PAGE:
This piece of beef is a hidden gem coming from the chuck. In fact, it’s so well hidden amongst bone, sinew and tough muscles that it’s a very recent discovery within the beef market and perhaps it’s the only great thing that the beef checkoff has produced. You will rarely see this piece of meat in grocery stores because there’s only a couple pounds on every beef and are generally gobbled up by steak houses.
- Spinalis Dorsi (ribeye cap)
Muscle: Spinalis Dorsi
Shear force 3.23
This is the outer muscle of the ribeye steak or prime rib roast. (not to be confused with the lifter meat, which has no similar properties!) You will almost never see this piece of beef anywhere but the highest quality steakhouses. We only sell it when someone buys an entire rib-loin.
- Dakota, Denver
Muscle: Serratus ventralis
Shear force: 3.54
My personal favorite meat and potato steak. This piece of beef comes from the chuck and is loaded with flavor.
- Petite tender
Muscle: Teres major
This little muscle is also located on the chuck and only weighs one or two lbs. Its generally very lean.
- Sirloin Tip steak, ball tip, knuckle
Muscle: Rectus femoris
Shear force 3.97
This is a real shocker to many including myself. To be fair, the tenderness test is done by separating the muscle and connective tissue and testing each muscle. The sirloin tip steak is generally three different muscles with connective sinew between them. Still the sirloin tip steak is a bargain.
Muscle: Serratus ventralis
Shear force: 3.97
The tri tip has become the holy grail of grilling in California. This is a weird looking piece of beef that is too big to eat whole, but odd shaped and awkward to cut into steaks. The solution? Make sure you got a couple friends to help you out and just cook it whole!
- Ranch steak, arm steak
Muscle: Biceps brachii, Triceps brachii
Shear force: 3.98, 4.38
This lean cut of beef is another sleeper. Its lean, its tender its inexpensive. Cut around the connective tissue and you have an excellent steak forvery little money.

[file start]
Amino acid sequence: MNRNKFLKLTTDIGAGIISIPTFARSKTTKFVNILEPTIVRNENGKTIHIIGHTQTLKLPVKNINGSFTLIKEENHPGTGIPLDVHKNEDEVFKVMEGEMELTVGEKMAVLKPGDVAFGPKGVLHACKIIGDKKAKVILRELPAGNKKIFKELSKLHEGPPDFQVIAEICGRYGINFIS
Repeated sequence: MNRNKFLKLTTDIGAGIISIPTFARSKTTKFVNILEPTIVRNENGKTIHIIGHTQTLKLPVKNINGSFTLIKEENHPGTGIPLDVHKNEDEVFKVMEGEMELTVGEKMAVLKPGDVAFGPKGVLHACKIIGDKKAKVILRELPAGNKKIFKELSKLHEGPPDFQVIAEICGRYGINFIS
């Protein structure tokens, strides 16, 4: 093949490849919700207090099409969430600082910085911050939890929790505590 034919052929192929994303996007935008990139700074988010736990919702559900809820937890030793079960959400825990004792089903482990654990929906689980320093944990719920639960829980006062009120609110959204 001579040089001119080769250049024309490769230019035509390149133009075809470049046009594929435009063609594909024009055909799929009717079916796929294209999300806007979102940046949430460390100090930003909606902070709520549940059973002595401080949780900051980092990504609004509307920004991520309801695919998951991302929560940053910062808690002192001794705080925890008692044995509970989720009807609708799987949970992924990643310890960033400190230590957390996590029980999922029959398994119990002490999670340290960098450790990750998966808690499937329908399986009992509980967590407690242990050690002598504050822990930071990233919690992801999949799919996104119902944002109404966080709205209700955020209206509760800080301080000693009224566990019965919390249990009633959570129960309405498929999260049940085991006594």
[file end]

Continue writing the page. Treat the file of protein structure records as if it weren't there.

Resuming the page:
- Muscle: Longissimus
Common name: ribeye, strip, T-bone, prime rib, Delmonico, chuck-eye
Shear force: 4.07-4.2
Finally we have arrived at the real steak muscle! Surprised to see it so far down the list? If the longissimus muscles aren’t the most tender, why are they so popular and expensive? Because there’s a lot more that goes into a great steak besides tenderness!
All of these steaks have great marbling and… drum roll…they are big and easy to cut! Honestly this is probably why all these cuts are so popular and in demand. The loin, which is predominantly made up of spinalis (amazing marbling, and tenderness) and longissimus (mediocre tenderness and marbling) muscles is long and uniform in shape. On a big beef the loin can be almost three feet long, while most of the previous cuts of beef are tiny muscles and they are encapsulated in sinew. Most butchers don’t know how to get them out, or don’t want to work that hard. To further discourage a hardworking butcher, the average consumer won’t buy many of the earlier cuts of beef anyway because they never had those cuts of beef at Christmas dinner when they were growing up, so how can they be any good?
Currently there is a massive labor shortage in meat packing plants across the country. It takes lots of time and effort and messed up product to teach someone how to economically remove a flat iron, Dakota, petite tender… while just about anyone can chunk them up into a chuck roast and send them out the door for $6, or grind them into burger for $5. It’s a ton of extra work and if you only get $1 extra and then loose $2 in chuck roast you end up going backwards economically and that’s why you rarely see many of the most tender steaks on the shelf.
The good news for you is that you now know that many of the most tender steaks are much cheaper! Reading this article could save you thousands of dollars over your steak eating life.
So stop into our shop within The Market and buy yourself one of the steaks you’ve never had and then share a pic on facebook and tag us, so we can afford to continue cutting the worlds best meat at the worlds cheapest prices!